Give every man thy ear, but few thy voice...
“Give every man thy ear, but few thy voice...”
Hamlet Act 1; Scene 3
I've been thinking a lot about listening lately. We have all waited for our turn to speak without really absorbing a cohort's gist. It is easier to recognize this failing in ourselves when we notice (and perhaps get annoyed by) someone using the trick of nodding until they can interject. The difference is that, even if what the speaker says is egocentric or self-aggrandizing, to us it is external. One can listen to the remarks of someone, who has no knowledge of their topic and zero grasp of facts or reality, and still learn a great deal. My buddy Mike used to say that we can never know what the other person knows.
A famous line from the Tao te Ching states that, “One who knows does not speak; one who speaks does not know.” The correlative Platonic quip is more digestible: “The sage speaks because they have something to say, the fool because they must say something.”
This insight should not be viewed as an absolute. I like to think of this verse like the old standard, “A gentleman does not kiss and tell.” The ability to act/react correctly presupposes, in my mind, an inability to satisfactorily relate the nature of said action. Just ask a sports star to explain how they scored a tie-breaking goal or made a game-saving catch.
So much of what we think of as skill occurs on the periphery of consciousness. This idea hearkens to Malcolm Gladwell's “10,000 hours” effect. Bill Gates and other Silicon Valley titans spent ten thousand hours tinkering with electronics before achieving mastery. Members of the Beatles had strummed and sung for ten thousand hours before they started hitting it big, at which point they had so wholly absorbed their craft that their abilities became independent of thought. The concept of muscle memory plays into this reasoning.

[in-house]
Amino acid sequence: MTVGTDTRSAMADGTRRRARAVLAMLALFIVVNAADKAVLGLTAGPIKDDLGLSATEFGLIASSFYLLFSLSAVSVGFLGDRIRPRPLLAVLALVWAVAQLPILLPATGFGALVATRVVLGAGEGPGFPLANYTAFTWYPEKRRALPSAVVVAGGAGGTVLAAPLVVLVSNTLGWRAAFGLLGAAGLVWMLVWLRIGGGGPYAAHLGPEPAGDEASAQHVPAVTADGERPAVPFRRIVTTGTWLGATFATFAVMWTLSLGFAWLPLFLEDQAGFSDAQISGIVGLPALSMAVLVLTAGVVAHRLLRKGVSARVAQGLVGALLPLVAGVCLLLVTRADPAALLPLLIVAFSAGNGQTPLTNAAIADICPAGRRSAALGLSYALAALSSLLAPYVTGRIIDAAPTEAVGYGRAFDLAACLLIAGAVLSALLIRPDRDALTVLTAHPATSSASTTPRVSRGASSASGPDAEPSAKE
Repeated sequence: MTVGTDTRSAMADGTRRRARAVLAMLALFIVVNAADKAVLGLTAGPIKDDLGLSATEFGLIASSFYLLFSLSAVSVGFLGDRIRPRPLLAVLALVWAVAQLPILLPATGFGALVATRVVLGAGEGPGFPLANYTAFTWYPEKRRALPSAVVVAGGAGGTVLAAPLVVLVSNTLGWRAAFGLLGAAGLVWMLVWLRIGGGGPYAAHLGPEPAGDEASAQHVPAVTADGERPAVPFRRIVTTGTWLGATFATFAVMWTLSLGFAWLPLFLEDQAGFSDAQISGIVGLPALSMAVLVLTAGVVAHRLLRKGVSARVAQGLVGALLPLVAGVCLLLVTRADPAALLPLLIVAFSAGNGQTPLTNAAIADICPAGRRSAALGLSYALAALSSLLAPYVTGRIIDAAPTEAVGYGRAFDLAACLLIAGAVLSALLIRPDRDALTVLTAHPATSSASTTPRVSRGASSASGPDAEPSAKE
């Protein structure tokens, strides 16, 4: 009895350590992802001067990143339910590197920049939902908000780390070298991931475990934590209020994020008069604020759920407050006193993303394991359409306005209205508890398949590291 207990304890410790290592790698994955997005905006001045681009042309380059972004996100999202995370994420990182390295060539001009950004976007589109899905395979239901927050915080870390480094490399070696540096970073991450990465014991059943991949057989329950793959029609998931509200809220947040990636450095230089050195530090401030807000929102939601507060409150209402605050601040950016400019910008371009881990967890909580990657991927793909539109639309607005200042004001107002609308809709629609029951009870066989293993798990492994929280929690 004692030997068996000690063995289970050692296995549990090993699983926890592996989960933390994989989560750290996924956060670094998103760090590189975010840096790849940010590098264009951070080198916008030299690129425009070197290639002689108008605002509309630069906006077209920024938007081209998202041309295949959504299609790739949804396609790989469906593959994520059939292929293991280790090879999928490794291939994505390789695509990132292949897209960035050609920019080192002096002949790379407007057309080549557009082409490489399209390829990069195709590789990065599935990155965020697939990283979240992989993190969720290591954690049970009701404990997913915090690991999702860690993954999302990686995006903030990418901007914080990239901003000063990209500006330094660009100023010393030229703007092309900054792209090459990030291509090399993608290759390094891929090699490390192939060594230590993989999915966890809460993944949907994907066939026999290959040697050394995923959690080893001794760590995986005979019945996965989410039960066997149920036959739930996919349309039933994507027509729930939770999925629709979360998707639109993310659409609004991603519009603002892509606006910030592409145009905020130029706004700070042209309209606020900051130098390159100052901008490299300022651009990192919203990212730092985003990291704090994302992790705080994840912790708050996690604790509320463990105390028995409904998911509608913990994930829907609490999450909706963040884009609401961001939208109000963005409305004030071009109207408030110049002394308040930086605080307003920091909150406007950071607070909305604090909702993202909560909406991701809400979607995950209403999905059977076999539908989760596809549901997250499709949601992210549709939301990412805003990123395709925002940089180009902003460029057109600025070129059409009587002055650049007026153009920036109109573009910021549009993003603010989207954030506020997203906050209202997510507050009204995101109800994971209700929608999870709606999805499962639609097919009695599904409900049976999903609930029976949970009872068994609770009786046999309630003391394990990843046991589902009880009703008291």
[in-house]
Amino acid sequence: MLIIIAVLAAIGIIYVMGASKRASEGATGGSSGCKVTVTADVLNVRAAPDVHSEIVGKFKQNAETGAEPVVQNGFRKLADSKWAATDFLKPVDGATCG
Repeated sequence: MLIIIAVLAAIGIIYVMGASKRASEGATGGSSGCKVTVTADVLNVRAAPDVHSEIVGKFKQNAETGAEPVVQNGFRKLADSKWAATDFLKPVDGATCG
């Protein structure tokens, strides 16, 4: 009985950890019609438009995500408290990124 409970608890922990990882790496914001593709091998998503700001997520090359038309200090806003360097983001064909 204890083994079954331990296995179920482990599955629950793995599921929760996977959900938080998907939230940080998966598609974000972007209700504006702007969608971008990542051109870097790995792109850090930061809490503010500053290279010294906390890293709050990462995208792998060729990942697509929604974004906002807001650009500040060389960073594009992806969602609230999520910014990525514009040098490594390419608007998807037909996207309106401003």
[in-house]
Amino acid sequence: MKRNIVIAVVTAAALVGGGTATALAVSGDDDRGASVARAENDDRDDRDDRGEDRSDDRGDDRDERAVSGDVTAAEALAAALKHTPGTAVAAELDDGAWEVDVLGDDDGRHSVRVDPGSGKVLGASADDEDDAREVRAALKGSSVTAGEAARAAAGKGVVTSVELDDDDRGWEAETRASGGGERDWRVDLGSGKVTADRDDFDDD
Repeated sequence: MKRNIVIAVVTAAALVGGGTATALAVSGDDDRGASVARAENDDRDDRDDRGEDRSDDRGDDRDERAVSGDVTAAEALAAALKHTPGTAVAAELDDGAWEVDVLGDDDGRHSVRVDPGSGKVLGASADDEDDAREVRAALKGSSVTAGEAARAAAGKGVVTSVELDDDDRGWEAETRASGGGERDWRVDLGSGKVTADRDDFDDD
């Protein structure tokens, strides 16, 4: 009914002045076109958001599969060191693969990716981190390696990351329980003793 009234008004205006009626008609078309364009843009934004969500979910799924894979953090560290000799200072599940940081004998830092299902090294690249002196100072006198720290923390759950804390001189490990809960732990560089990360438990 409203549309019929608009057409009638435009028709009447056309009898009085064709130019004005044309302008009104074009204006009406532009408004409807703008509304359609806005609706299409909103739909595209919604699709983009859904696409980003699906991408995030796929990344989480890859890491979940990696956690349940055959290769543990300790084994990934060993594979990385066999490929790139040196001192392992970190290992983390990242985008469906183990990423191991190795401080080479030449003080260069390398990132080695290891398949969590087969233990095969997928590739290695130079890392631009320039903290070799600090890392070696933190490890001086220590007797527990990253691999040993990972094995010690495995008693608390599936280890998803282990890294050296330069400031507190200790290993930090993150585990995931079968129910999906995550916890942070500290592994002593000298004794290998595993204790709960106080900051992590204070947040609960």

A great piece on NPR the other day discussed the rampant heroin addictions of American troops in Vietnam. Intriguingly, the number of troops that became “re-addicted” upon returning home to the U.S. was just around 5%. This was because their habits essentially had been changed for them. The exurban environments these veterans returned to were so apart from the hell of the front, all of the familiar cues which perpetuated addiction were gone.
I believe the corollary of this can be found in our friendships. If you are embedded in a social group where people are passionate, maybe about their vocation or some hyper-involving hobby, you may very well catch a similar bug. When those around us tend a garden, or have semi-yearly yard-sales to help clear clutter from their lives, or pick up an instrument for the first time, the likelihood is that we will mirror these positive paths.
Life is a series of changes. Struggling against change can court sorrow. Ending as we began, the Tao says that when we let go of what we are, we give way to what we might become. Let us ever strive to deal more kindly with others, but also let us not forget to deal munificently with ourselves as well.
Also, it never hurts to reread Polonius' farewell advice to Laertes from the first act of Hamlet. “Give every man thy ear, but few thy voice...”